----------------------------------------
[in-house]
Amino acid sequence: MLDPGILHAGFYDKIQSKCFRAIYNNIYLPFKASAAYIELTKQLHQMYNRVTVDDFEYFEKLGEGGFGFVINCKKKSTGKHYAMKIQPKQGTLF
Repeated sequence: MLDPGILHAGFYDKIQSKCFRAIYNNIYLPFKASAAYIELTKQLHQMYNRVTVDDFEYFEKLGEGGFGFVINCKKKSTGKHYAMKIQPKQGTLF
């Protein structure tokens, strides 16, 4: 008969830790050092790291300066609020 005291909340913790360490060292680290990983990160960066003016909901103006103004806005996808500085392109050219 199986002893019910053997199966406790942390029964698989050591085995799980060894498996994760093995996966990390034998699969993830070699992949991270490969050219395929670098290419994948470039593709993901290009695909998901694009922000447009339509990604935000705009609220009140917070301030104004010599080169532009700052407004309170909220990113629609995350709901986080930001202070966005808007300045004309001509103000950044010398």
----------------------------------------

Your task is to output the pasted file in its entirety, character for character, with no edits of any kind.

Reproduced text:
[in-house]
Amino acid sequence: MLDPGILHAGFYDKIQSKCFRAIYNNIYLPFKASAAYIELTKQLHQMYNRVTVDDFEYFEKLGEGGFGFVINCKKKSTGKHYAMKIQPKQGTLF
Repeated sequence: MLDPGILHAGFYDKIQSKCFRAIYNNIYLPFKASAAYIELTKQLHQMYNRVTVDDFEYFEKLGEGGFGFVINCKKKSTGKHYAMKIQPKQGTLF
């Protein structure tokens, strides 16, 4: 008969830790050092790291300066609020 005291909340913790360490060292680290990983990160960066003016909901103006103004806005996808500085392109050219 199986002893019910053997199966406790942390029964698989050591085995799980060894498996994760093995996966990390034998699969993830070699992949991270490969050219395929670098290419994948470039593709993901290009695909998901694009922000447009339509990604935000705009609220009140917070301030104004010599080169532009700052407004309170909220990113629609995350709901986080930001202070966005808007300045004309001509103000950044010398």